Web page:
5 Songs, 40 Minutes

EDITORS’ NOTES

In 1970, before focusing on the formation of the pioneering fusion band Weather Report, Wayne Shorter recorded his last two albums for Blue Note (not counting 2013's Without a Net). Moto Grosso Feio wouldn't be released until 1974, but both it and Odyssey of Iska represent the last blast of Shorter's Miles Davis–influenced free-form/avant-garde period. The sax sultan journeys farther than ever on Iska—except for the Bobby Thomas–penned, Brazilian-flavored "Depois o Amor, o Vazio," the tunes are simple sketches that let Shorter, guitarist Gene Bertoncini, vibraphonist David Friedman, original Weather Report drummer Alphonse Mouzon, and the rest of the band flow freely. For all the musicians' unfettered interplay, the moods mostly mirror the titles of the respective tracks ("Storm," "Calm," "Joy," etc.), making for an album that alternates between the furious and the reflective while maintaining a consistently fluid feel. Even the languid vibe of the aforementioned Thomas tune seems completely of a piece with the rest of Shorter's Odyssey.

EDITORS’ NOTES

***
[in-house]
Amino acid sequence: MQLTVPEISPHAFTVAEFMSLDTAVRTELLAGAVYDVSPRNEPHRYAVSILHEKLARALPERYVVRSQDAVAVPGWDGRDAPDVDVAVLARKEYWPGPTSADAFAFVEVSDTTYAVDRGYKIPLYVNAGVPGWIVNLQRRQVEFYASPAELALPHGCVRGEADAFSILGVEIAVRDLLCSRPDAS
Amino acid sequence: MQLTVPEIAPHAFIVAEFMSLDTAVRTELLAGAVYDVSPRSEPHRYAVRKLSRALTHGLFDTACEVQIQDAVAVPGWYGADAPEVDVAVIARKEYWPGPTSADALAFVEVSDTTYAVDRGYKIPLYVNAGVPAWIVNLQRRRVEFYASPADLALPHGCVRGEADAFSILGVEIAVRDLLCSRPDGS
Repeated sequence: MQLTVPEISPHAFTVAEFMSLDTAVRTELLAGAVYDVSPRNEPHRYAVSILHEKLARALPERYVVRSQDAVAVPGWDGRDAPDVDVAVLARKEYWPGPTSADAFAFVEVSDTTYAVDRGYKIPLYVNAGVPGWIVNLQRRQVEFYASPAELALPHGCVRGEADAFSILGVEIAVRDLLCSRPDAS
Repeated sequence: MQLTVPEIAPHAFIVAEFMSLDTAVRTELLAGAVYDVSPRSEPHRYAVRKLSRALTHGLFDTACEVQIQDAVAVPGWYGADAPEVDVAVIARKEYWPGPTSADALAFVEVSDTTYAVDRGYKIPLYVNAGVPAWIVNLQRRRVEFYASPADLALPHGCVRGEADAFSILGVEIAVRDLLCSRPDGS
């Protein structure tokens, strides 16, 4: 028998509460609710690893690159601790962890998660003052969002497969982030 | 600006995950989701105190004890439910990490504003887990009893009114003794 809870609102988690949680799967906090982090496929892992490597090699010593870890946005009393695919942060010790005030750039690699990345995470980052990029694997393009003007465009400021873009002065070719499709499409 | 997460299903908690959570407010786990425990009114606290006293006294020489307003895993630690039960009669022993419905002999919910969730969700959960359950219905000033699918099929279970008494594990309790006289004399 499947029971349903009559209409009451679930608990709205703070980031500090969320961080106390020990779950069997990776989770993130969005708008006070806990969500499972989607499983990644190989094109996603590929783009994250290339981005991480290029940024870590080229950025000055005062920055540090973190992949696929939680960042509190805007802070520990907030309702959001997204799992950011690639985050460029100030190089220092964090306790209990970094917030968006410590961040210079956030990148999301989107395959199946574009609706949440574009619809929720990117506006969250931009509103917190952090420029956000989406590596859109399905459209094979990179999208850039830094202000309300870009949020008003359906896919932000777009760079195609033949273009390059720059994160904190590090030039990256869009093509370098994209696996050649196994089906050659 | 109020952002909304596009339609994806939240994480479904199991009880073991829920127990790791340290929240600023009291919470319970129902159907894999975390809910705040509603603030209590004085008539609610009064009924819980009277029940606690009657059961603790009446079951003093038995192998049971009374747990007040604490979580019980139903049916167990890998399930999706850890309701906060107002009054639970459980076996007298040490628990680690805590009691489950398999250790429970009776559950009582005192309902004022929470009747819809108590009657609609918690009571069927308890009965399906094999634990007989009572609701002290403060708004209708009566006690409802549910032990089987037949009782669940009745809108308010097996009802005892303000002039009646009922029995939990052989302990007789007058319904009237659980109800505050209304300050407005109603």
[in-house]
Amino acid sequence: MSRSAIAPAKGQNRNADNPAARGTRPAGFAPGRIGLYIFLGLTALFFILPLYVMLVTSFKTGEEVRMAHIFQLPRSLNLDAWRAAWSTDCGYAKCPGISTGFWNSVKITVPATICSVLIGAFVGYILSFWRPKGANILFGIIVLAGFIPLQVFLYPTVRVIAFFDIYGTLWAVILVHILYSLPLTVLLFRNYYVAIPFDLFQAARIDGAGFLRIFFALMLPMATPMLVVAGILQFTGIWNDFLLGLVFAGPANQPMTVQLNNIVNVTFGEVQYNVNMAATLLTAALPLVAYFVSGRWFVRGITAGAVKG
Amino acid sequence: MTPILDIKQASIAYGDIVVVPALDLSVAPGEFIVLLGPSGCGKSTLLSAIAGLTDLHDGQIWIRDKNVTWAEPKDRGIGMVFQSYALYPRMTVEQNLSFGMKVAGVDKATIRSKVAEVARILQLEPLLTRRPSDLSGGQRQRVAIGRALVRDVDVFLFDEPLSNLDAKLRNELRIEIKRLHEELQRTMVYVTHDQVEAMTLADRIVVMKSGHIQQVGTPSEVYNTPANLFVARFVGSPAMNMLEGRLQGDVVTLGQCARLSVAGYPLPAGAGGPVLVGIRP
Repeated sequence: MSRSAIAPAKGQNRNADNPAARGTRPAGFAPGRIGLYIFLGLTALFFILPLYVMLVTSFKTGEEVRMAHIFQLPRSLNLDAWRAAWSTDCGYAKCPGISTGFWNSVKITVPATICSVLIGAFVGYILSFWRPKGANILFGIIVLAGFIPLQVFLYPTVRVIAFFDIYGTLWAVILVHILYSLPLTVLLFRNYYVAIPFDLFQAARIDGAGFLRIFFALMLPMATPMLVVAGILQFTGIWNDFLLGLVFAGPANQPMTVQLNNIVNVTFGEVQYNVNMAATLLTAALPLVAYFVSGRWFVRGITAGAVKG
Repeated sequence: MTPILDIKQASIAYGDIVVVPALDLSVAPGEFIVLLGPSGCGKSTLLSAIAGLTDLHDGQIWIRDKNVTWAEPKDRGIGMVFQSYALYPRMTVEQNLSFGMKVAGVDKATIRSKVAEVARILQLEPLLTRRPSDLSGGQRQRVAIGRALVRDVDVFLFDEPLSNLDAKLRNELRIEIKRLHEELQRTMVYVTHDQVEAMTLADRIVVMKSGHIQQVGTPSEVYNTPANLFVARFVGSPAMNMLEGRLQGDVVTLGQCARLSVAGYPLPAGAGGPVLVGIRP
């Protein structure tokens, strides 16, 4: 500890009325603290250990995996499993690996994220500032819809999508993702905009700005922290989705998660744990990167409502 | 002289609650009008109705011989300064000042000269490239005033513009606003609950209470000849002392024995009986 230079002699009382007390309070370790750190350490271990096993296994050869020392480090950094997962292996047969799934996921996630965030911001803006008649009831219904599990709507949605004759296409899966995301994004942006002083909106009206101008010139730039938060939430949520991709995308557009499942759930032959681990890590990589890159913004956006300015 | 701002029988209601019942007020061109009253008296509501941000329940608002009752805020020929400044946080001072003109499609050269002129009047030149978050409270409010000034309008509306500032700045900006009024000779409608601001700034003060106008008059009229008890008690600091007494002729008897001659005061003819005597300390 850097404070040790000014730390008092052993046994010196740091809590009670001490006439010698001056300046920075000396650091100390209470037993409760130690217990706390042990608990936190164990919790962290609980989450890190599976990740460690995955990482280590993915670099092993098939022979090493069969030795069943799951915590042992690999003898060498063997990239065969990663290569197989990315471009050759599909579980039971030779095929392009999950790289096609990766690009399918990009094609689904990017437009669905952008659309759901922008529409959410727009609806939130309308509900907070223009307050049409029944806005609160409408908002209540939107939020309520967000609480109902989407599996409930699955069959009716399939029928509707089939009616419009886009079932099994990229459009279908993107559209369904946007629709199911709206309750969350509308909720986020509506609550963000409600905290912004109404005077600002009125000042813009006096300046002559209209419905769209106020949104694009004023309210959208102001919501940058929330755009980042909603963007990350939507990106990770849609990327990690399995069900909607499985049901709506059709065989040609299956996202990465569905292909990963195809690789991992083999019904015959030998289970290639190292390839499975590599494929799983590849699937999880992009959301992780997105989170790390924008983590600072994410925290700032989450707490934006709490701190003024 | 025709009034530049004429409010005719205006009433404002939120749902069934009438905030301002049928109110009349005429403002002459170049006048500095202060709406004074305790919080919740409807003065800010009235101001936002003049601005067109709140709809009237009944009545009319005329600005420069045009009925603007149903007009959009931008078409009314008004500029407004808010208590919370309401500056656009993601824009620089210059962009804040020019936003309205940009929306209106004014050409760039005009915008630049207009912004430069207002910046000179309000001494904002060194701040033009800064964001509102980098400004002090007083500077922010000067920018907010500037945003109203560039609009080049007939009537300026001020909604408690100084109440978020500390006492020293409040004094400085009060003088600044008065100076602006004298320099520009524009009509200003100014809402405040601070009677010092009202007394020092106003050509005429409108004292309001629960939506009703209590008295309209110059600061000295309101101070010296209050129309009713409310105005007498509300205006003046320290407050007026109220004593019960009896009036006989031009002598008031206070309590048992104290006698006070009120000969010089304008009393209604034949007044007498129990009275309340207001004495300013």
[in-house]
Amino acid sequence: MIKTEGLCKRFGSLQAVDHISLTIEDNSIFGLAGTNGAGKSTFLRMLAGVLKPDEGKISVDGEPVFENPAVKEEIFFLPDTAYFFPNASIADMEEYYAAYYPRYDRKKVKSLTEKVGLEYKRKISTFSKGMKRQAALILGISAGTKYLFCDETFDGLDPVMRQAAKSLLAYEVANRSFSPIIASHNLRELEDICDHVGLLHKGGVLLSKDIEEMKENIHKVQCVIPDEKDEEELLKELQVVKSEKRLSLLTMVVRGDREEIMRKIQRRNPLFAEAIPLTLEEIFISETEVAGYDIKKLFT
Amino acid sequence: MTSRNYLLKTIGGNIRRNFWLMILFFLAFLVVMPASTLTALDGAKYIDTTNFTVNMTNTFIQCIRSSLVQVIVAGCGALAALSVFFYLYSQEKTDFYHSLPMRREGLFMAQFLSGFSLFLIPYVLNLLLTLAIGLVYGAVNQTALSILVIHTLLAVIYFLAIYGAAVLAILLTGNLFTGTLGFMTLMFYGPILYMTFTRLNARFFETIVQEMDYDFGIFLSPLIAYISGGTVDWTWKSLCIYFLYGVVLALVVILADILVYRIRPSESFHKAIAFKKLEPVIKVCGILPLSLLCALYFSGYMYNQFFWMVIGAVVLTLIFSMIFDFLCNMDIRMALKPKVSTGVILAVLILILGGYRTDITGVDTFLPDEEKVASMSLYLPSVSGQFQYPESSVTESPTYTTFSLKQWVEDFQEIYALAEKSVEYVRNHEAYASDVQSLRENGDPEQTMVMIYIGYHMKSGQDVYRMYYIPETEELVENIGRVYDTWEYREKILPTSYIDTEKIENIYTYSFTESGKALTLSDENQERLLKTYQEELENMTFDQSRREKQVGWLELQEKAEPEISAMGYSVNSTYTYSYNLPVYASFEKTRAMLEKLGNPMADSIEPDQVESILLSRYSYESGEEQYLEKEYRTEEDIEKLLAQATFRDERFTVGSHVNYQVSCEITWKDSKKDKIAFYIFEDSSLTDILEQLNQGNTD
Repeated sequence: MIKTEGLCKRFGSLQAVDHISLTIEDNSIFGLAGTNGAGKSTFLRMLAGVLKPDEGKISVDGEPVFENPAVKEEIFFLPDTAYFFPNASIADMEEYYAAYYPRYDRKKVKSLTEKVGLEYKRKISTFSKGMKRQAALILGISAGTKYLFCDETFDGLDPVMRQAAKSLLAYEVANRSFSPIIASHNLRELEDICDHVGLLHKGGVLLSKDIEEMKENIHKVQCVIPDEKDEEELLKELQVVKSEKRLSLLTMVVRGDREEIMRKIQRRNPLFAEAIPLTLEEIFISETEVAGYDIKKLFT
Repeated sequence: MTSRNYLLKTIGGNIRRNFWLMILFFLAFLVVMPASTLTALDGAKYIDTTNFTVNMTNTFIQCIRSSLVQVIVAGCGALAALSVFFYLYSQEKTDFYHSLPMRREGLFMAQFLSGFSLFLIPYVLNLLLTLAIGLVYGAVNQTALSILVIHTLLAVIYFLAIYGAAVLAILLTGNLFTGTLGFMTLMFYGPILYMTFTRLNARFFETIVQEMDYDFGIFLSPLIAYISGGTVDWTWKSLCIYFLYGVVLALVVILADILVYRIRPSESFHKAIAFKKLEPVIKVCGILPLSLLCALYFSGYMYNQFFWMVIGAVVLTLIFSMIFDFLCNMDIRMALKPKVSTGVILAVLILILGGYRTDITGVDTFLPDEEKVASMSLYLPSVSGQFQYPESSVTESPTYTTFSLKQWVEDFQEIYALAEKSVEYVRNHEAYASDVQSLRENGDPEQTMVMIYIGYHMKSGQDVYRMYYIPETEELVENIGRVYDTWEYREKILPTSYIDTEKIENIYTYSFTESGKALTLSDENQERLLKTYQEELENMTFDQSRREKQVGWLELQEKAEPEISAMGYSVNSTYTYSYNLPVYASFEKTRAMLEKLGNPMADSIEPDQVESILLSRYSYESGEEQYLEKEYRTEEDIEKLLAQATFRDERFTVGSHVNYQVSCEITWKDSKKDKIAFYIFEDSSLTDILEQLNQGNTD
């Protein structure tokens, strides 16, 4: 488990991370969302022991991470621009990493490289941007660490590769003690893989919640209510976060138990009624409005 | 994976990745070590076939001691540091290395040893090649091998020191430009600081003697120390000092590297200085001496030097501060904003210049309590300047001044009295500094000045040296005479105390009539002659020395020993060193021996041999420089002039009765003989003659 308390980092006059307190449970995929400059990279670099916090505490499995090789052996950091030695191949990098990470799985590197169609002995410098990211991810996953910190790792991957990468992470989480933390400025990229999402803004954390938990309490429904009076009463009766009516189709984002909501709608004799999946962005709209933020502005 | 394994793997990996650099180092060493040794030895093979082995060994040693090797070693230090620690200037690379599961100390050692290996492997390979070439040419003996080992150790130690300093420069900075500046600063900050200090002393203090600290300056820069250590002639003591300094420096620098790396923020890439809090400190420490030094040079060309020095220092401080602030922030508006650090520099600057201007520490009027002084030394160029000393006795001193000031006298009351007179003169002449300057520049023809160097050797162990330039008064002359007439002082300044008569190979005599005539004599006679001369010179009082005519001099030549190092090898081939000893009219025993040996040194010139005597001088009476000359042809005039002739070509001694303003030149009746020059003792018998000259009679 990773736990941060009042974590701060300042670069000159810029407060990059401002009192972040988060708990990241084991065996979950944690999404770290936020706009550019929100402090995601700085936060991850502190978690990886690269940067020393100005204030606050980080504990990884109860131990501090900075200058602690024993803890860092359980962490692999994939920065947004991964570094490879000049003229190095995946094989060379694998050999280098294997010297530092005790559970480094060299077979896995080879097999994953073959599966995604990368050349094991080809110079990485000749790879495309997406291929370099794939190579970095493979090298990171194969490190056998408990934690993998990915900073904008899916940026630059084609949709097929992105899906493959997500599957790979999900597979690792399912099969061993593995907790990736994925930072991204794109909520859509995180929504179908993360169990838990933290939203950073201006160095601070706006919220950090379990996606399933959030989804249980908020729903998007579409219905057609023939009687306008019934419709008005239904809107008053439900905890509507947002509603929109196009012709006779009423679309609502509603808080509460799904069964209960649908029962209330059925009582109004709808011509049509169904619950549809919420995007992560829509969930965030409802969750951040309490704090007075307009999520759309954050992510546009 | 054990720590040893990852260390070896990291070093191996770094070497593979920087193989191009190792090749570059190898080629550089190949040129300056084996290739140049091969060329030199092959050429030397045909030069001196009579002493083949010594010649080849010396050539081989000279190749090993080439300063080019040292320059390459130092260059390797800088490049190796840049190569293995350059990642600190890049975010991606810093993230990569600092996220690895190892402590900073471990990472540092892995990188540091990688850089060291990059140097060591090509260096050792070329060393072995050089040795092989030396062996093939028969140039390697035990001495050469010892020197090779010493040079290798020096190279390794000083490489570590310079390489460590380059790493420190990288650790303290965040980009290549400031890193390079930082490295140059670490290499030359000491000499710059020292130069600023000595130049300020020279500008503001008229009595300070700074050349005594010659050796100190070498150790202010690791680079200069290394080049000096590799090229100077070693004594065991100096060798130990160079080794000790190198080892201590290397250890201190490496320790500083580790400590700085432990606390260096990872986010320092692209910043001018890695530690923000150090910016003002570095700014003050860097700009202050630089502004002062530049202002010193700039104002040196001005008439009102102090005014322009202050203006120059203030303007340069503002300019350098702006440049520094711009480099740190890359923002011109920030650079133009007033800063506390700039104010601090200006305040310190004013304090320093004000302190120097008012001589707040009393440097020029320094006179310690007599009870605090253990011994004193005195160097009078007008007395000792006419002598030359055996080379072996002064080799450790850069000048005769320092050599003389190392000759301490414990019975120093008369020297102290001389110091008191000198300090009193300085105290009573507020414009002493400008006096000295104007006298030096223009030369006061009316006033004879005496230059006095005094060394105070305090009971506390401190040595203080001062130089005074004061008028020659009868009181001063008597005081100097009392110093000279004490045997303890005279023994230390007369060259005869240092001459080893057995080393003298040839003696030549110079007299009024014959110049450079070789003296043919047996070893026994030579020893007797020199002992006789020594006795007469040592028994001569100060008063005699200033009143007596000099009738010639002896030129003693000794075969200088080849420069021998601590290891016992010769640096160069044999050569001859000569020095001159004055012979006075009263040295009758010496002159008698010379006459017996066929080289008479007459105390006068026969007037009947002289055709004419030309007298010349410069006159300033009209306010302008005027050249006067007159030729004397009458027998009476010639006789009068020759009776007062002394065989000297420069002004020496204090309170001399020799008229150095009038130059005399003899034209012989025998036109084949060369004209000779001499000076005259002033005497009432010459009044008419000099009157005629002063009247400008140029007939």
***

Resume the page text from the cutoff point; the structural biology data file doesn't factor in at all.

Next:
In 1970, before focusing on the formation of the pioneering fusion band Weather Report, Wayne Shorter recorded his last two albums for Blue Note (not counting 2013's Without a Net). Moto Grosso Feio wouldn't be released until 1974, but both it and Odyssey of Iska represent the last blast of Shorter's Miles Davis–influenced free-form/avant-garde period. The sax sultan journeys farther than ever on Iska—except for the Bobby Thomas–penned, Brazilian-flavored "Depois o Amor, o Vazio," the tunes are simple sketches that let Shorter, guitarist Gene Bertoncini, vibraphonist David Friedman, original Weather Report drummer Alphonse Mouzon, and the rest of the band flow freely. For all the musicians' unfettered interplay, the moods mostly mirror the titles of the respective tracks ("Storm," "Calm," "Joy," etc.), making for an album that alternates between the furious and the reflective while maintaining a consistently fluid feel. Even the languid vibe of the aforementioned Thomas tune seems completely of a piece with the rest of Shorter's Odyssey.

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